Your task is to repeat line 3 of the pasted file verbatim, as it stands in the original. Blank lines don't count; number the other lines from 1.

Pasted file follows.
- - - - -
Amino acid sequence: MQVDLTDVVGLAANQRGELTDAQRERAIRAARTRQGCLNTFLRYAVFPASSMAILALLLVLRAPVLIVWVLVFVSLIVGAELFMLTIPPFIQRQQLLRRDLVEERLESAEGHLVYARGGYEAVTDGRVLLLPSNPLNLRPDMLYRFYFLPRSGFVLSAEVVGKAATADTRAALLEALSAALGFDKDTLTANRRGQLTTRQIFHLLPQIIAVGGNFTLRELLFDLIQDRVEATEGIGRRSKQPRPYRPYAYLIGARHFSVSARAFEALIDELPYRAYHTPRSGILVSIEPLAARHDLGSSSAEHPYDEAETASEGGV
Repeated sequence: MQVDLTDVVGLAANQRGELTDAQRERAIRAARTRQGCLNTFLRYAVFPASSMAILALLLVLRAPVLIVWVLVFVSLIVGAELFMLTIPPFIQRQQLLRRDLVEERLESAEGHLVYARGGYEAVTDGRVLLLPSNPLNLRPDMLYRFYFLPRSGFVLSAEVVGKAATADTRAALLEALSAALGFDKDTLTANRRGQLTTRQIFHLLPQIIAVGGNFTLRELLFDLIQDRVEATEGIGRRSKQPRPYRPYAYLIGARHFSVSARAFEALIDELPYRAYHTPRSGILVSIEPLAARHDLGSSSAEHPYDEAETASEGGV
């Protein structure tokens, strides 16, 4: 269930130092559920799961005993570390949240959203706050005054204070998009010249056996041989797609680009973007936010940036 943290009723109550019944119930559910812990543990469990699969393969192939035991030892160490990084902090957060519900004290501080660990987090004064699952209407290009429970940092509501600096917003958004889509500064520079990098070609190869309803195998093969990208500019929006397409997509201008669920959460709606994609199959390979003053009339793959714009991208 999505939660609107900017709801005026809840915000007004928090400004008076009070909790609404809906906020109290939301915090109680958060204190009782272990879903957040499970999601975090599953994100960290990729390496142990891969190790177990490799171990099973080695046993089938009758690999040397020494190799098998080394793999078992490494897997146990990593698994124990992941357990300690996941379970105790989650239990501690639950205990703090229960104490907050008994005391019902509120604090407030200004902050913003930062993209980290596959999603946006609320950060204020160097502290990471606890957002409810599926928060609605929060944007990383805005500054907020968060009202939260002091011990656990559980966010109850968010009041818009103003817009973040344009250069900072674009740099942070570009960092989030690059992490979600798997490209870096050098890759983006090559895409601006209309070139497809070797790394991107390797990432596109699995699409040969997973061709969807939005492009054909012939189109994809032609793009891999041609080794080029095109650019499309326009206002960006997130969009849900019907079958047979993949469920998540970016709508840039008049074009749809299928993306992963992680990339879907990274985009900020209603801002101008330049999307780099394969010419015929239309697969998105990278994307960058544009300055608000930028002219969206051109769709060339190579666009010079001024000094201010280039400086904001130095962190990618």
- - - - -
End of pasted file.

């Protein structure tokens, strides 16, 4: 269930130092559920799961005993570390949240959203706050005054204070998009010249056996041989797609680009973007936010940036 943290009723109550019944119930559910812990543990469990699969393969192939035991030892160490990084902090957060519900004290501080660990987090004064699952209407290009429970940092509501600096917003958004889509500064520079990098070609190869309803195998093969990208500019929006397409997509201008669920959460709606994609199959390979003053009339793959714009991208 999505939660609107900017709801005026809840915000007004928090400004008076009070909790609404809906906020109290939301915090109680958060204190009782272990879903957040499970999601975090599953994100960290990729390496142990891969190790177990490799171990099973080695046993089938009758690999040397020494190799098998080394793999078992490494897997146990990593698994124990992941357990300690996941379970105790989650239990501690639950205990703090229960104490907050008994005391019902509120604090407030200004902050913003930062993209980290596959999603946006609320950060204020160097502290990471606890957002409810599926928060609605929060944007990383805005500054907020968060009202939260002091011990656990559980966010109850968010009041818009103003817009973040344009250069900072674009740099942070570009960092989030690059992490979600798997490209870096050098890759983006090559895409601006209309070139497809070797790394991107390797990432596109699995699409040969997973061709969807939005492009054909012939189109994809032609793009891999041609080794080029095109650019499309326009206002960006997130969009849900019907079958047979993949469920998540970016709508840039008049074009749809299928993306992963992680990339879907990274985009900020209603801002101008330049999307780099394969010419015929239309697969998105990278994307960058544009300055608000930028002219969206051109769709060339190579666009010079001024000094201010280039400086904001130095962190990618």